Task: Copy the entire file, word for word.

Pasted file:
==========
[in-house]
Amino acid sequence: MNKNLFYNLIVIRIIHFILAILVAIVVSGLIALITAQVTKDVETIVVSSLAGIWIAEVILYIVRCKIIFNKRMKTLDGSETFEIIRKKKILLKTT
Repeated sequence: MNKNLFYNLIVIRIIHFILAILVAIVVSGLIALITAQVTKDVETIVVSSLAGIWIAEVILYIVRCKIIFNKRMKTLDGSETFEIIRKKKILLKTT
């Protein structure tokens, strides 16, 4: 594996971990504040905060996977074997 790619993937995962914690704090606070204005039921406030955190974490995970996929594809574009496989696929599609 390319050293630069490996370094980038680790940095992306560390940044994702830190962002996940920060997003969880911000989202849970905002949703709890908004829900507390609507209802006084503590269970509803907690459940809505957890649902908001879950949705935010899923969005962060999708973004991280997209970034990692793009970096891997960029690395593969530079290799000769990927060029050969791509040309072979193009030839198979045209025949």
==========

[in-house]
Amino acid sequence: MNKNLFYNLIVIRIIHFILAILVAIVVSGLIALITAQVTKDVETIVVSSLAGIWIAEVILYIVRCKIIFNKRMKTLDGSETFEIIRKKKILLKTT
Repeated sequence: MNKNLFYNLIVIRIIHFILAILVAIVVSGLIALITAQVTKDVETIVVSSLAGIWIAEVILYIVRCKIIFNKRMKTLDGSETFEIIRKKKILLKTT
């Protein structure tokens, strides 16, 4: 594996971990504040905060996977074997 790619993937995962914690704090606070204005039921406030955190974490995970996929594809574009496989696929599609 390319050293630069490996370094980038680790940095992306560390940044994702830190962002996940920060997003969880911000989202849970905002949703709890908004829900507390609507209802006084503590269970509803907690459940809505957890649902908001879950949705935010899923969005962060999708973004991280997209970034990692793009970096891997960029690395593969530079290799000769990927060029050969791509040309072979193009030839198979045209025949």